3. You get to help shape a well-rounded, sensitive, respectful man

Just as parents should foster strength and assertiveness in girls, they should help cultivate sensitivity and respect in their sons. By doing this, they’re laying the groundwork for someone who’s well-rounded, sensitive, respectful (to himself and others) and who knows it’s perfectly healthy to hug their best bud or tell their dad “I love you.”

“Show love and sensitivity to your son,” says Tovah Klein, Ph.D., director of the Barnard College Center for Toddler Development and author of “How Toddlers Thrive.” “Boys need to be hugged and cuddled as much as girls — even when they’re older! And they need to know that all feelings are OK. Children learn to be sensitive to the feelings of others when they are treated in a caring and sensitive way. One way to do this is by labeling your son’s feelings. Say, ‘You are sad that daddy left. He will be back soon, and it’s OK that you’re sad.’” 

And when it comes to raising a person who’s respectful and who believes in equality, Horowitz advises modeling the behavior you want your son to have at home.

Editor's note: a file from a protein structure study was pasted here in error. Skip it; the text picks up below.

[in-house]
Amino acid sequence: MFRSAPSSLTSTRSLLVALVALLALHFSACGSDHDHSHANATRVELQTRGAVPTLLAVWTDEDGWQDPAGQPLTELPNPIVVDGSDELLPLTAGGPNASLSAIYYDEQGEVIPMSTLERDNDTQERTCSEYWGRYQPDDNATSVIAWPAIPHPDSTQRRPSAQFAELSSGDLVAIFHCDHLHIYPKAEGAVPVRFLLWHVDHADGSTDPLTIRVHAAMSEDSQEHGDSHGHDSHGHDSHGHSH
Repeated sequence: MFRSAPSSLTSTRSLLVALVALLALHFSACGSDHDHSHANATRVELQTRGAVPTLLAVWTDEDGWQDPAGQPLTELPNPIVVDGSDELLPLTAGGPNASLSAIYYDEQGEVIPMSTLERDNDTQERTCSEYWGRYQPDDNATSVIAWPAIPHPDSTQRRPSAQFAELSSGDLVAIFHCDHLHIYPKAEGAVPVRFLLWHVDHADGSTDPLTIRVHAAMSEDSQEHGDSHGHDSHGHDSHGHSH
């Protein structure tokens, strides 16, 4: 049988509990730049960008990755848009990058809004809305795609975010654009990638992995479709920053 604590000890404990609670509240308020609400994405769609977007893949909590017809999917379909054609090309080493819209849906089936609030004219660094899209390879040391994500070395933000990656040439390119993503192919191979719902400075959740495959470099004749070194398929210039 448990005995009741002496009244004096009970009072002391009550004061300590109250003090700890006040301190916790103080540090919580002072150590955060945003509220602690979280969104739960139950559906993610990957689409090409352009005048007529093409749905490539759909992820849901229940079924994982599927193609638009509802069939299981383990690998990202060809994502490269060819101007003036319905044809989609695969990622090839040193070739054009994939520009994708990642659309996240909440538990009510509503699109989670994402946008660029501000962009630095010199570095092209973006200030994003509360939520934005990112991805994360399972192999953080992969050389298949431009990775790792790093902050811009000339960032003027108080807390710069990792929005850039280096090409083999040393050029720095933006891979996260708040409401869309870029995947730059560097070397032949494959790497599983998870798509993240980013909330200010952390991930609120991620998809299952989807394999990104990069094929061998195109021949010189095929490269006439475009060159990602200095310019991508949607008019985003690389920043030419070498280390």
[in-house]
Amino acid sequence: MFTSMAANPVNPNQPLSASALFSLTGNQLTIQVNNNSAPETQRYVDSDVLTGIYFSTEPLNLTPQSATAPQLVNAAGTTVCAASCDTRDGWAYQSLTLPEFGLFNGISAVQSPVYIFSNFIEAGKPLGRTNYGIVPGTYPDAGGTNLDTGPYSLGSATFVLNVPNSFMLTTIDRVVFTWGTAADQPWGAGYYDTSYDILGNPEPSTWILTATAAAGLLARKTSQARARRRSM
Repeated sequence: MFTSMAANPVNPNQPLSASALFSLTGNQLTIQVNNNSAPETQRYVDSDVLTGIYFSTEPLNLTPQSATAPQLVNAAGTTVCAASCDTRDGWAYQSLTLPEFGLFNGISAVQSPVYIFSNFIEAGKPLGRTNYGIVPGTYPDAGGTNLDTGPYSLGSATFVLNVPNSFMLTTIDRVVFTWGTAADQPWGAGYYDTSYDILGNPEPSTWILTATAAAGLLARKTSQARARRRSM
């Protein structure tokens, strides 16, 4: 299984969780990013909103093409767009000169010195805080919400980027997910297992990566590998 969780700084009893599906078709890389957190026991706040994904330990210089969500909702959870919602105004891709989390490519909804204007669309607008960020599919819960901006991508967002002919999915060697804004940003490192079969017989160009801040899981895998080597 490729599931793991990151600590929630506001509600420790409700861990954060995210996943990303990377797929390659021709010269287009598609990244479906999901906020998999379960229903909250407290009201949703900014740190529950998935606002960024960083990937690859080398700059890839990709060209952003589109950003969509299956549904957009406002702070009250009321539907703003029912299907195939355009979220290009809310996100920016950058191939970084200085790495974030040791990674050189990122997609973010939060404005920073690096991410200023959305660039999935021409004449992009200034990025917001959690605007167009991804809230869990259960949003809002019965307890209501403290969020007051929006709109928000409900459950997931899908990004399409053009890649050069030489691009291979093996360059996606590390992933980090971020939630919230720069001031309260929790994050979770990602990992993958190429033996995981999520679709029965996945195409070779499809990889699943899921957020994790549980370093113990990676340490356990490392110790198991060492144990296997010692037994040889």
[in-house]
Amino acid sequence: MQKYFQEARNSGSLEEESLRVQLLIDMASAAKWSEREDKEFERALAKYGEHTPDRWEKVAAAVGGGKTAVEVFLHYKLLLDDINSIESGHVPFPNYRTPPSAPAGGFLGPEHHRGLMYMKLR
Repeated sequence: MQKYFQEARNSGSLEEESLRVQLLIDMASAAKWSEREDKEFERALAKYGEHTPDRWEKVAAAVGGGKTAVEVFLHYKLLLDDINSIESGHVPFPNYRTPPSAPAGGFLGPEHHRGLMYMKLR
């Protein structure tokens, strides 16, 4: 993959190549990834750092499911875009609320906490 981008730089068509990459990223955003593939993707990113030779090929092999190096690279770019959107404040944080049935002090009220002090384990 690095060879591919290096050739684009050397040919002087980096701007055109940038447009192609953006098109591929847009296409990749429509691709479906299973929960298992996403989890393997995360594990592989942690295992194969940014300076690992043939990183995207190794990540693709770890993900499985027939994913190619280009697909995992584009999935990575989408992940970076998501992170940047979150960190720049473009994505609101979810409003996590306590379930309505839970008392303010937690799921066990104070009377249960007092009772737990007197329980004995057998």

“When boys see women being valued, treated equally and with respect, they are more likely to also treat women in the same manner,” says Horowitz. “And if you want your son to pull his weight at home when he’s older — make sure everyone is pitching in at your home with men and women equally participating in all household chores.” 

4. Your expectations and beliefs are challenged

No matter your values, there’s a pretty good chance you had some sort of expectation when you found out you were having a son (or daughter). Whether these expectations stemmed from deeply ingrained childhood beliefs or observation (“My nephew’s wild, so obviously all boys are maniacs!”), few things will challenge everything you thought you knew about kids quite like having one of your own.

“When parents recognize that their child's sex is only one small part of who they are, they’re countering the tired stigmas,” says Klein. “There is a great range of variability between all children and whether they are a girl or boy has little to do with how they behave or feel. You can treat boys with the same nurturance and care that you would with girls. You can give your son the message that all feelings are OK, everyone cries sometimes, and that if they cry, mommy or daddy will take care of them. Be thoughtful with your thinking. Ask yourself: ‘Do I really think boys are more wild/aggressive/etc.? What can I do to change my own thinking?'”